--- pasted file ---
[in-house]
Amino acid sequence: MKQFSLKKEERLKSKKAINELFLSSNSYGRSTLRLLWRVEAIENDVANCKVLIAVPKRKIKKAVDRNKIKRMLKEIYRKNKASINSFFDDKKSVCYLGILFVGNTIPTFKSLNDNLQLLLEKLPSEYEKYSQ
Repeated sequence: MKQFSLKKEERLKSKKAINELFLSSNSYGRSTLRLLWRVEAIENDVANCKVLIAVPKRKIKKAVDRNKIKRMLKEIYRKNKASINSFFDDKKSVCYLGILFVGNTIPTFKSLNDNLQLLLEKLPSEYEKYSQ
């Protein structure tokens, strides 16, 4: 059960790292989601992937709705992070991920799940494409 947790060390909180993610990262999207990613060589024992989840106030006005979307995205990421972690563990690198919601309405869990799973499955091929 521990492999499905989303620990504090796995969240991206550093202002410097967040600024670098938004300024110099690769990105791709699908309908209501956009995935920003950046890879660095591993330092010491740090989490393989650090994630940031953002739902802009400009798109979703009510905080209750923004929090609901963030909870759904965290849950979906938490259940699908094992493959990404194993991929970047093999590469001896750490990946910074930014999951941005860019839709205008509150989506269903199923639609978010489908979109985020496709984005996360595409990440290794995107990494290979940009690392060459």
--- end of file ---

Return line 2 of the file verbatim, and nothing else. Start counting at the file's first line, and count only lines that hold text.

Amino acid sequence: MKQFSLKKEERLKSKKAINELFLSSNSYGRSTLRLLWRVEAIENDVANCKVLIAVPKRKIKKAVDRNKIKRMLKEIYRKNKASINSFFDDKKSVCYLGILFVGNTIPTFKSLNDNLQLLLEKLPSEYEKYSQ